Intel offices in Munich were raided by the European Commission on Tuesday as part of an ongoing antitrust investigation.
Confirming the raids, Intel spokesman Chuck Mulloy said the company fully cooperated with the EC. He declined further comment.
The Commission inspected the premises of CPU manufacturers and PC retailers, said Jonathan Todd, spokesman for the EC, declining to comment on which companies were raided.
The offices of German consumer electronics vendor Media Markt and DSG International, which runs Dixons in the U.K., were also raided, according to multiple newspaper and wire service reports.
The raids relate to concerns of the abuse of a dominant market position, the EC said in a statement.
"Surprise inspections are a preliminary step in investigations into suspected infringements of EC competition law," the Commission said. The inspections do not prove guilt of anticompetitive behavior or prejudge the outcome of the investigation, the Commission said.
The raid comes on the heels of multiple complaints and lawsuits filed by Intel competitor Advanced Micro Devices with authorities in the European Union, U.S., Japan, South Korea and Japan, charging Intel with monopolistic behavior.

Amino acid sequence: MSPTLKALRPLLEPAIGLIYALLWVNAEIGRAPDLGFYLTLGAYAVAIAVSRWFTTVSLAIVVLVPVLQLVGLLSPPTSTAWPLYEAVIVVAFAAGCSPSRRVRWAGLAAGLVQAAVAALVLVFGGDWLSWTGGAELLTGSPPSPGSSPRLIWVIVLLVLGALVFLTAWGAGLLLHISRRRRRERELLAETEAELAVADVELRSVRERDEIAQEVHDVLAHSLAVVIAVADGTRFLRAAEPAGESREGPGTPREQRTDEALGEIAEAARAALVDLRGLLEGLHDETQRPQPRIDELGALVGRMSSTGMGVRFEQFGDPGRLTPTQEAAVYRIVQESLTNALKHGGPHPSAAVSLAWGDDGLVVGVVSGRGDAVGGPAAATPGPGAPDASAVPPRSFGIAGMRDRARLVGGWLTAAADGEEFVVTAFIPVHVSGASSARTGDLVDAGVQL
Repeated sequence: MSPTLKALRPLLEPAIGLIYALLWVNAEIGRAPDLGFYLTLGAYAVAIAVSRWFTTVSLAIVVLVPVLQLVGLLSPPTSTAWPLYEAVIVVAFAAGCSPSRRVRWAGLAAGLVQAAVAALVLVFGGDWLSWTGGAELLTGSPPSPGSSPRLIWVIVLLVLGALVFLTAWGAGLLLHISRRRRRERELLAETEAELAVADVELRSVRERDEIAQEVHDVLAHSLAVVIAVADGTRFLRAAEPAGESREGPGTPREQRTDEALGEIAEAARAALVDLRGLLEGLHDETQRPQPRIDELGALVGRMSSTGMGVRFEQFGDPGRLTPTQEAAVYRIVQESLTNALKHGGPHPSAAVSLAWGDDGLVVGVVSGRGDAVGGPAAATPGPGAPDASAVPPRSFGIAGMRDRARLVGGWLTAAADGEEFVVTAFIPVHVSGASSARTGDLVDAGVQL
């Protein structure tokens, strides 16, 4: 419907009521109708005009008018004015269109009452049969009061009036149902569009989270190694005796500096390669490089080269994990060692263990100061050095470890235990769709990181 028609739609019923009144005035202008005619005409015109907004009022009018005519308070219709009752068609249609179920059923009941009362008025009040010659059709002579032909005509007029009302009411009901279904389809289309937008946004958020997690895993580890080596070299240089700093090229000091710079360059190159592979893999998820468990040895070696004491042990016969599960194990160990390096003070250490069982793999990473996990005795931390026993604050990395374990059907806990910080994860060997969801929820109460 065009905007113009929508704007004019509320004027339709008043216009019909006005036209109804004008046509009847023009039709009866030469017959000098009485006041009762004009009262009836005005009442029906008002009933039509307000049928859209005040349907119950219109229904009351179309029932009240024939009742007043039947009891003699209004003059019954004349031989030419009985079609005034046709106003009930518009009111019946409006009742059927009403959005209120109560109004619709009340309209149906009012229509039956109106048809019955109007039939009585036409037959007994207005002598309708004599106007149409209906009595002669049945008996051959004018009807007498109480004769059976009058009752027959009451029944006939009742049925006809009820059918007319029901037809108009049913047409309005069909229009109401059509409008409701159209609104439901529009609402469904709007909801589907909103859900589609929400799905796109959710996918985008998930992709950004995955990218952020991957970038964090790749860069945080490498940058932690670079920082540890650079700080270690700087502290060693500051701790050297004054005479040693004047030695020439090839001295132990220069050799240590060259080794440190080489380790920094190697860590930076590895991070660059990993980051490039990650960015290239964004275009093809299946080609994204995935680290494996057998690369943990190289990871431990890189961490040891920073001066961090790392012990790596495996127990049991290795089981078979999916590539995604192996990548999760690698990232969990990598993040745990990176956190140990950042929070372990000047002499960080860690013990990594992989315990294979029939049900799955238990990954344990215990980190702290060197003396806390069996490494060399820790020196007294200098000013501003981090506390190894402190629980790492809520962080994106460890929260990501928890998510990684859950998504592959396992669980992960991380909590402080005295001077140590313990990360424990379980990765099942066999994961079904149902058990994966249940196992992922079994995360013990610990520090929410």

In 2006, AMD said it planned to file a complaint with German authorities regarding Intel's alleged anticompetitive behavior. AMD alleged that Intel paid German retail chain Media Markt not to stock PCs containing AMD processors, citing a letter to a supplier in which the retailer said it would only buy PCs with Intel processors.
As part of ongoing inquiries into Intel's monopolistic behavior, the EC earlier raided Intel's offices in 2005. Authorities in Japan raided Intel's offices in 2004.